Brittney Cooper: It's a really good question. I'm not sure that I have the solution, but what I think, look, I had a brief stint as a middle school reading teacher before I went on to become an academic. One of the things we knew at the time was that for every year that a kid falls behind in terms of reaching their reading benchmarks, it takes them two years to make that time up. When we're talking about two years of lost time, we're really talking about four years of lost time.
I think that we've got to have a full-court press here to say, we've got a resource schools more, we've got to figure out how to give people access to the digital tools and resources that they need. I also think though that we've got to figure out a different pipeline. Maybe it becomes the case that folks-- that we think about education on an extended timeline and so what does it mean to say that, we'll pay for the community college, we'll pay for some portion of your undergraduate education and that we'll pay for those benefits beyond the initial amount of time that it would have taken you to get through K through 12. We'll add an additional two years onto that.
Some of this has to be, I think, a broader cultural shift about us not stigmatizing this winner-take-all process that's about overachievers that says, there'll be a linear end to, you go through K through 12, you go through college, you make it into the middle class. It's such a limiting narrative. It never worked for Black people to begin with. I do think that all of the kids that graduated from high school, in this timeframe and started college because they've had to take gap years and all of this, and I've had such disruption, I think they're going to show us what it means to redefine what you do with this life stage break that none of us asked for it.
Melissa Harris-Perry: I so appreciate that. You make that point that when time doesn't work for Black folks in a particular way, it usually means it is problematic, oppressive in these broader ways as well and so Addressing it is good for us all in important ways. Let's talk about reclaiming our time. In this moment when work and home life have blurred, when the hours that people put in are so much longer, how can we begin to think about reclaiming our time?
Brittney Cooper: My favorite quote from the Maxine Waters conversation with Steve Mnuchin is when she said, "You forget that when you are on my time, I can reclaim it." I think that that assertion of, "Hey, white folks calendars aren't the only calendars that matter, are important." One of the places I actually see this happening is the way that workers and essential workers and laborers in minimum wage labor are not rushing back to jobs that devalue their time structurally. They're like, "Wait, we're going to take this government half a funded sabbatical." It's not really that, but the government actually doing something right to take care of its citizens and we're going to think about where we want to be. I love that because when--
Melissa Harris-Perry: I love it.
Brittney Cooper: When do folks who work minimum wage jobs to actually get the time to take a beat and say, "How do I want to go about the rest of my life?" I think that that's a reclamation of time. I think that's also why you're seeing such anger on the right, about, "How dare these folks not go back into these terrible jobs with poor benefits and even worse pay?"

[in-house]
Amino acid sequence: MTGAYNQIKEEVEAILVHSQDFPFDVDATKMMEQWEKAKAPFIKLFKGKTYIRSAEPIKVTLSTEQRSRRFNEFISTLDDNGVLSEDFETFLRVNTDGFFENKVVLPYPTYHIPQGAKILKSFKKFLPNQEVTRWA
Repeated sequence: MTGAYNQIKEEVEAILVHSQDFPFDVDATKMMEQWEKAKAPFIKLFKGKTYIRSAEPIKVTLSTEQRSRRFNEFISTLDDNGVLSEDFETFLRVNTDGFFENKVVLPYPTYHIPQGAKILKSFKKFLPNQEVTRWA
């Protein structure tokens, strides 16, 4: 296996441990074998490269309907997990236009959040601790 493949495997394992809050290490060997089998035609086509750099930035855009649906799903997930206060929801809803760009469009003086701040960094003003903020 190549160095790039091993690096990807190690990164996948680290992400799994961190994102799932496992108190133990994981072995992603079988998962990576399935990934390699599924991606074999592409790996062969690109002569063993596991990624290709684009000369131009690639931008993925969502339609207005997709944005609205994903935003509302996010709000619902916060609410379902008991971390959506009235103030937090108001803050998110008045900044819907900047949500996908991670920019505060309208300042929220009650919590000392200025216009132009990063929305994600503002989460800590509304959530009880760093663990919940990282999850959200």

Melissa Harris-Perry: Doesn't it feel like those Black codes that said, "If you're not employed by the white man, then you can be incarcerated?" I just keep feeling like the underlying source is, "Why won't these folks just go back and work these jobs that don't even bother to pay a living wage?"
Brittney Cooper: Absolutely. We're continually dealing with a labor system that gets its prototype and its blueprint from the exploitation of Black labor in the sense that Black people are supposed to be working all the time, but also that Black people and increasingly brown people, that we're all supposed to be working so that white people can lead lives of ease, and that at any point that we disrupt that, I've been reading slave narratives, just as part of my own Juneteenth commemoration and folks talked about the harsh punishments when they didn't get up for work quickly but the thing that I loved is that even during periods of enslavement, sometimes white people were like, "Look, I'm going to just go on and take this snap [laughs] and I'll deal consequences."
The consequences were terrible for them but I think that part of-- they didn't mandate for us is to do like Trisha Hershey says, and then that ministry, which is take the nap, take the day off, take the paid time off, don't rush back to these terrible jobs. Put the government in a position where it has to negotiate-- where it forces these businesses to raise their wages. Every state isn't going to do that some of them are just going to strip these benefits but I do think that these workers are forcing the conversation. I just think that's so important.
Melissa Harris-Perry: All right, listen, you just revolutionized my whole thought about planning for future Juneteenth events. No more having to cook all day, I think we should just put out red, black, and green mats and say, "Listen, Black folks are taking a nap today, we'll get back with you on June 20."
Brittney Cooper: That's right, we were reclaiming our two and a half years that you stole, and all the other things that you stole. I also wanted to say to one of the quotes that keeps me anchored when I think about this because often Black people are like, "We need to be grinding. They sleep we grind." All of this stuff and it's like, A, reject that but B, James Baldwin is one of the most trenchant thinkers on this, and in his 1980s book, The Price of the Ticket, he says, "Look, how much time do you want for your progress?" That is the thing that I think that Black people have to start thinking about. We have to reclaim time by saying, "How much time do we actually need to make up for all that has been stolen."
While I don't know that we will ever be able to reach historical parity on that point, I do think we have to start making it up in every intentional demand that we have for joy, for rest, because in the end, we can't win the battle, always with longevity, because of course, things like COVID come in and decimate our communities. In a moment when you can't quite figure out how to extend lifespan what you can do is battle for quality of life. That's something that people with disabilities have taught me, in their theory of crip time, they say, "Look, sometimes the way our bodies are so we don't get along time but what we can demand from the government and from those around us is that the time that we do have is quality time." I do think that Black people have to start thinking about how to fill up the space that we do have.
Melissa Harris-Perry: Yes, and I'll remind you, you are not your ancestor's wildest dream. Their wildest dream was for joy and for freedom in their own lifetime. We're going to have to fulfill our own wildest dreams by reclaiming our time. Brittney Cooper is a friend of mine. She's also a professor at Rutgers University, and the author of Eloquent Rage: A Black Feminist Discovers Her Superpower. Brittney, it's always a pleasure to talk with you.
Brittney Cooper: Good to talk to you.